McCarthy could, in theory, turn to House Democrats to approve an interim funding bill by removing conservative policy victories from the legislation. However, such a move risks inflaming far-right members of his caucus, who have threatened to depose him as Speaker if he chooses this path.

For the moment, McCarthy has shown no willingness to compromise with Democrats to stave off a shutdown, reiterating on Monday that Republicans are still proposing “numerous viable solutions.”

Contributing reporter Fatima Hussein in Washington provided additional reporting.

Frequently Asked Questions (FAQs) about government shutdown

What is the core issue Speaker Kevin McCarthy is facing?

Speaker Kevin McCarthy is facing significant challenges in averting a federal government shutdown as he struggles to unify the conservative factions within his Republican majority in the House. Even stringent border security provisions have not been sufficient to garner unanimous support.

Who are the key players involved in this issue?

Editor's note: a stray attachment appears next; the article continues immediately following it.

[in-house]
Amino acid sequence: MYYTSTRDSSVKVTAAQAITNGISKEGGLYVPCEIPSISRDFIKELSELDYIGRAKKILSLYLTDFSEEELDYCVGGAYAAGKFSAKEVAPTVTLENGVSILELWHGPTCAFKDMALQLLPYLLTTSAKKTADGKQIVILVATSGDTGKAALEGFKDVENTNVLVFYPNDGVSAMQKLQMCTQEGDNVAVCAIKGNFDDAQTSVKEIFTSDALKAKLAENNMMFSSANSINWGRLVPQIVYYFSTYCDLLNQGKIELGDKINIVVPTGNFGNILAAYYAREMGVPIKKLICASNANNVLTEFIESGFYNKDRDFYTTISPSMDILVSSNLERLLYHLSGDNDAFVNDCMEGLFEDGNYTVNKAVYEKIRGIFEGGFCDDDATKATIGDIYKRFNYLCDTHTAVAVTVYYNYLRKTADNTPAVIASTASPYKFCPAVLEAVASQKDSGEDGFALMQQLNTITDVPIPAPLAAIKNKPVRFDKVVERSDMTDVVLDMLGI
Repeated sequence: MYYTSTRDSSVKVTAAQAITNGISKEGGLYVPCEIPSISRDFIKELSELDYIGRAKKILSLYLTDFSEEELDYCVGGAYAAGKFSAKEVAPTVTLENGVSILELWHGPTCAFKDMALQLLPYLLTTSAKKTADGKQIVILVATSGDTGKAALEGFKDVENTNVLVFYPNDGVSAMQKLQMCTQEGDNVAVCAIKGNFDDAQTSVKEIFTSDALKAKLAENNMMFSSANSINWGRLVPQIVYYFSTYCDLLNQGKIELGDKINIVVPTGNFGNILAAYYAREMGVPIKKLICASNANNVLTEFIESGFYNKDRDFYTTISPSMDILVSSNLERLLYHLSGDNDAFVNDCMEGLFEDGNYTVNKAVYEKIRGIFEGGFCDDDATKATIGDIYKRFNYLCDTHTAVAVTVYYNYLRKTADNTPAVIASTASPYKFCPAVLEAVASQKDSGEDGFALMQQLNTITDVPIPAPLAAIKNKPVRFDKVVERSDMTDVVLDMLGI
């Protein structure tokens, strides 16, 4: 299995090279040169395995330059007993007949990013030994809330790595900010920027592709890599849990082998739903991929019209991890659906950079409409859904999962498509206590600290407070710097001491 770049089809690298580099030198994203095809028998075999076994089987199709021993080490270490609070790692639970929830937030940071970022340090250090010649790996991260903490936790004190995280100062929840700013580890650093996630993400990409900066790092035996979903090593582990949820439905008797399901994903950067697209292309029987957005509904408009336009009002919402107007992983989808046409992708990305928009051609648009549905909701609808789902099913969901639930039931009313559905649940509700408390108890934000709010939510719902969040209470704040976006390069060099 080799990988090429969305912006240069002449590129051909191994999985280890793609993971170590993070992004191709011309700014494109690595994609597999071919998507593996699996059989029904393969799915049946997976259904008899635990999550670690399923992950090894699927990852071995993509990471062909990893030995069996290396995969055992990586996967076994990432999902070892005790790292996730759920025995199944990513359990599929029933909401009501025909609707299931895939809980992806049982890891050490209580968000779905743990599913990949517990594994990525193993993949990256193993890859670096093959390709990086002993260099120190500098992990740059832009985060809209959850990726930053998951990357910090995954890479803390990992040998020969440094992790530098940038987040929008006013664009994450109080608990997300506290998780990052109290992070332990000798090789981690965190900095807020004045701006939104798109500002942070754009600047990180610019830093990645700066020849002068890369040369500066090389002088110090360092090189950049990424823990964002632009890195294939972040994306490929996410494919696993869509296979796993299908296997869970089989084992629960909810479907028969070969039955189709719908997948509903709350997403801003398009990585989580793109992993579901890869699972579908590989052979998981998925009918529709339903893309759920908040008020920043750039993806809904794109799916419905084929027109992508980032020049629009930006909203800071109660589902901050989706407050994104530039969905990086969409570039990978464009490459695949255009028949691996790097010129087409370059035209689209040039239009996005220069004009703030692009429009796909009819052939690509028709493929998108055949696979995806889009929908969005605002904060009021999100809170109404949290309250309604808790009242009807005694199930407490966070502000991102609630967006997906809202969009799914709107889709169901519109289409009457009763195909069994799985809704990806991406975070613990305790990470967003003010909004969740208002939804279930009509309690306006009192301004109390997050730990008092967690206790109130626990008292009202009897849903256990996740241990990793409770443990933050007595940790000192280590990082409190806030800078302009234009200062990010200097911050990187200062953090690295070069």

The key players include Speaker Kevin McCarthy, the hard-right House Freedom Caucus, the pragmatic Main Street Caucus, and the Republican Study Committee led by Rep. Kevin Hern, R-Okla. Democratic-controlled Senate and Treasury Secretary Janet Yellen also play roles from outside the House Republican Conference.

What are the proposed solutions to prevent the shutdown?

The primary proposal is a one-month spending bill that incorporates a 1% cut from last year’s spending levels along with several Republican-backed initiatives for border security and immigration. This was intended to secure support from the conservative wing of the Republican Conference.

What is the timeline for action?

The government is set to run out of funding on September 30. McCarthy has proposed that the caucus should be prepared to work through the weekend to pass a continuing resolution. He has also organized votes on specific spending bills for the upcoming week.

Is compromise with Democrats an option for McCarthy?